Six reasons to visit
Spectacular coastline, remarkable wildlife and fascinating history: the Welsh island of Anglesey offers visitors plenty of reasons to explore
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Anglesey – Ynys Môn in Welsh – lies off the north coast of Wales. The island is attached to the mainland by two bridges, so access for visitors is easy by road or rail.
There are many excellent reasons to visit Anglesey, and so much to do that you could spend weeks exploring: wonderful beaches, spectacular coastline, remarkable wildlife, fascinating history and beautiful gardens are just a few of the attractions on the island.
Here are six ideas to get you started – more ideas coming soon!
Isle of Anglesey Coastal Path
Stretching 200km along some of the most spectacular scenery in the UK, the is part of the 1,400km-long Wales Coast Path. 95% of the Anglesey section travels through designated Areas of Outstanding Natural Beauty (now known as National Landscapes), and walkers can enjoy a variety of landscapes including beaches, dunes, salt marsh, cliffs, farmland and woodland. Some sections are also accessible to cyclists and horse riders.
There are many highlights along the way, including the Menai Suspension Bridge, Holyhead Mountain (the highest point on Anglesey) and Llanddwyn Island. One of the most breath-taking sections is the stretch between Porth Padrig and Bull Bay – be aware, though, that parts of this section are particularly steep and vertiginous, and should only be attempted in good weather. It's also important to check tide times, as some of the coastal stretches aren't accessible at high tide – although when this is an issue there is always an alternative inland route available.
There is plenty of wildlife to look out for along the route, including dolphins, grey seals, and a wide variety of seabirds and wading birds. There's also an abundance of wildflowers, particularly in spring.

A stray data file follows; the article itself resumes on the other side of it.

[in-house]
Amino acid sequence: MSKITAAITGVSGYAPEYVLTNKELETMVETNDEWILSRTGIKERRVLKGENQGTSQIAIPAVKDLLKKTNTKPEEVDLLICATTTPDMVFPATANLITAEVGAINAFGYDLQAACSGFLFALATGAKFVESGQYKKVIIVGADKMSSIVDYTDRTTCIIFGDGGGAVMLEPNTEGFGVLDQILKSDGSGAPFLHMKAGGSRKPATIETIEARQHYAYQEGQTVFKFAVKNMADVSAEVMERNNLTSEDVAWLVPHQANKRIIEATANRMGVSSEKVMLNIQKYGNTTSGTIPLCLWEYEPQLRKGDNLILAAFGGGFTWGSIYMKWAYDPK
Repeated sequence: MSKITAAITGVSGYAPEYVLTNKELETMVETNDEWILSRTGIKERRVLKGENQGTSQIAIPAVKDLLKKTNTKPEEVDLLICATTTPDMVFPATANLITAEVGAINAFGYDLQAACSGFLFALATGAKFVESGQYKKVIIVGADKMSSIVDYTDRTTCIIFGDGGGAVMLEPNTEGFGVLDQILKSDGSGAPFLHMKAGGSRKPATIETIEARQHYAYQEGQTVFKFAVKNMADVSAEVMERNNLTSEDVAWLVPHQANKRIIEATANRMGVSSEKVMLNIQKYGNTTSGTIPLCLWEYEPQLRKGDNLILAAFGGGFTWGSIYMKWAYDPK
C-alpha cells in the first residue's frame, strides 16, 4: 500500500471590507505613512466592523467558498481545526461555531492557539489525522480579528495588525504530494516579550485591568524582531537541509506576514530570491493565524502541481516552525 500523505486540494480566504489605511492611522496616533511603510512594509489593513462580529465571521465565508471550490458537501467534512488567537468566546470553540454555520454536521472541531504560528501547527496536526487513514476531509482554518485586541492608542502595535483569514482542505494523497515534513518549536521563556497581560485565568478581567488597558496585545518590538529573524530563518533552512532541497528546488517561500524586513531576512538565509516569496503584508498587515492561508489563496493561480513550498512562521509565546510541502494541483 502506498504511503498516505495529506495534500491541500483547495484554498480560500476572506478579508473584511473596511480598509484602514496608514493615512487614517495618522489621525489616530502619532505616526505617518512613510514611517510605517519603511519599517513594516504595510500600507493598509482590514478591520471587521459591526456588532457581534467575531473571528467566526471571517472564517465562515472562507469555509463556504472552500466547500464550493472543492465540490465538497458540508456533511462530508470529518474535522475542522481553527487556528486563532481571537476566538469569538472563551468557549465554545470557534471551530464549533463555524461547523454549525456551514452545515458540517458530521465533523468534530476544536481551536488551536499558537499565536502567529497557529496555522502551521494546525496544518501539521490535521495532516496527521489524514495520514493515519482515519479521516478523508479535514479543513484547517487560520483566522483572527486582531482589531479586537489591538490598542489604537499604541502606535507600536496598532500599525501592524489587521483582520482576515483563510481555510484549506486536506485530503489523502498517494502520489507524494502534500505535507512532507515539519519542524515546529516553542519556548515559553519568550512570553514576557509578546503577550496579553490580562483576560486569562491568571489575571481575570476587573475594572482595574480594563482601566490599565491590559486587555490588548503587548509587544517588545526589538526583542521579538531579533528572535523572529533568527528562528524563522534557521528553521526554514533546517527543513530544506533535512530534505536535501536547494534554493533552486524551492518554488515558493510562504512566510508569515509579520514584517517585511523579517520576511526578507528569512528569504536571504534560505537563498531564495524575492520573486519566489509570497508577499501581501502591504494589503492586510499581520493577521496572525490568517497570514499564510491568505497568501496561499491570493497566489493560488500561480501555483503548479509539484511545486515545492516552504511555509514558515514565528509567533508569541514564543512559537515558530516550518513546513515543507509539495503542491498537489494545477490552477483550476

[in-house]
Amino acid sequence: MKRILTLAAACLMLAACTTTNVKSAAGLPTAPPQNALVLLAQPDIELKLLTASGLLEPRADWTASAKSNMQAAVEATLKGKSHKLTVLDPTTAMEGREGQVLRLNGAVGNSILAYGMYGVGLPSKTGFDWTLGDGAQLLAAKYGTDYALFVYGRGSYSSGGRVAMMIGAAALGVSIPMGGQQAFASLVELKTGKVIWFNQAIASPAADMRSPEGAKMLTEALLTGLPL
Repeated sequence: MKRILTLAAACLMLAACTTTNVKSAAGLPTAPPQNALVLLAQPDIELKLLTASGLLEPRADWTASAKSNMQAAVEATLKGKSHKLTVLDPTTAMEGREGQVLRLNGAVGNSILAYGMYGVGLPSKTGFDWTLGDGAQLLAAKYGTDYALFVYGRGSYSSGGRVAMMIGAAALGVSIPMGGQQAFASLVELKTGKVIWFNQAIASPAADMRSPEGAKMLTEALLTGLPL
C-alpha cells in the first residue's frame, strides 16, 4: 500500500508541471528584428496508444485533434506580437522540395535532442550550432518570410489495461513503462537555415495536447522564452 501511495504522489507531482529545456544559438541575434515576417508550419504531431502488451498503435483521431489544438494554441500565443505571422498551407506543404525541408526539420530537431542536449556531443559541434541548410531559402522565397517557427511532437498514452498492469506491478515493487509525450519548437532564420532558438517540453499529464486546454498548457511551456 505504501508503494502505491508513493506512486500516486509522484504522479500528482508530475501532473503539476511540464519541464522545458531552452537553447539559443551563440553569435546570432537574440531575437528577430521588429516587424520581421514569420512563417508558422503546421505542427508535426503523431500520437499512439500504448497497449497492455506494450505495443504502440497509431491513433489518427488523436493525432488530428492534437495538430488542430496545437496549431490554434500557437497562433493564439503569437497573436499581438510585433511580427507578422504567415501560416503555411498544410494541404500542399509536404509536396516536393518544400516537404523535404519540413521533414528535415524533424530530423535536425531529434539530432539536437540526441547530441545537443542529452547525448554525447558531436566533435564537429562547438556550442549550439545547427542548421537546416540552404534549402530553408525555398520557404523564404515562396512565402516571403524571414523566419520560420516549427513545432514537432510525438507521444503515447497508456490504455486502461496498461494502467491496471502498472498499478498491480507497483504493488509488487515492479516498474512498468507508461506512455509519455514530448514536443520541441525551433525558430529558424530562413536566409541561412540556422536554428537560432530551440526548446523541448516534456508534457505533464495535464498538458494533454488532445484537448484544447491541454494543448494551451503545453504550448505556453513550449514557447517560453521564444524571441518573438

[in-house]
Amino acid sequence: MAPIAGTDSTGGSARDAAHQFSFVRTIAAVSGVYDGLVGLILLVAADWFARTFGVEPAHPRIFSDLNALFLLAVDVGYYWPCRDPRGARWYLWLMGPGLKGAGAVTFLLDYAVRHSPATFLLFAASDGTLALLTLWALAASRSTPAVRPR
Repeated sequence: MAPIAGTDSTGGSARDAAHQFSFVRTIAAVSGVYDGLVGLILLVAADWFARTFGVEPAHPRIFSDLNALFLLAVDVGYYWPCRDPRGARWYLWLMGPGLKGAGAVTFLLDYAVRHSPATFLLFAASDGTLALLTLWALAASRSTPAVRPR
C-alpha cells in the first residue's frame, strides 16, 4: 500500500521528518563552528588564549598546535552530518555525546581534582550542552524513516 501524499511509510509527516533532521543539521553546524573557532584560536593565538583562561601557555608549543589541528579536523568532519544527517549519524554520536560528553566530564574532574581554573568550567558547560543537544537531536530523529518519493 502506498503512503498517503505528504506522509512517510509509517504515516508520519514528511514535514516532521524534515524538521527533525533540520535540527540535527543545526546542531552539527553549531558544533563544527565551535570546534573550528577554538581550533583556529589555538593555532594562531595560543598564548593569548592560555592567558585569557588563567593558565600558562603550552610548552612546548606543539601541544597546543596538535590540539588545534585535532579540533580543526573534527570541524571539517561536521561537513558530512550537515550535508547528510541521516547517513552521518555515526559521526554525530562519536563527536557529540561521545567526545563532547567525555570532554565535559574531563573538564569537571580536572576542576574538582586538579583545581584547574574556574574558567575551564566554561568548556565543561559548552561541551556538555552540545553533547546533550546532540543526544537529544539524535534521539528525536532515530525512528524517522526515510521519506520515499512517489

Considered to be one of the best places on the island to see dolphins and porpoises, Point Lynas offers fabulous views – as far as the Isle of Man on a clear day.
There's been a lighthouse on the headland since 1766. The current building, built in 1835, is unusual – with its tall, crenellated tower, it looks more like a castle than a traditional lighthouse. Two keeper's cottages have now been converted into high-quality holiday accommodation: * and *.
Birdlife abounds on the headland and in the surrounding seas. Look out for gannets, Manx shearwater, sandwich terns, ravens and kestrels. There's also a resident population of rare chough – a black crow-like bird with distinctive red bill and legs.
Nearby Port Eilian is a beautiful sheltered bay with a sand and shingle beach. It's a super spot for a picnic and a swim, and the clear waters are ideal for snorkelling.
Cemlyn Nature Reserve
For one of the most remarkable wildlife spectacles on Anglesey, head for Cemlyn Bay in the northwest of the island. In summer here is home to one of the UK's largest nesting populations of sandwich terns – and watching their aerial acrobatics as they fly overhead is a delight. The terns can be heard well before they can be seen – by the time you reach the site of the nesting colony, the sound of their calls is deafening.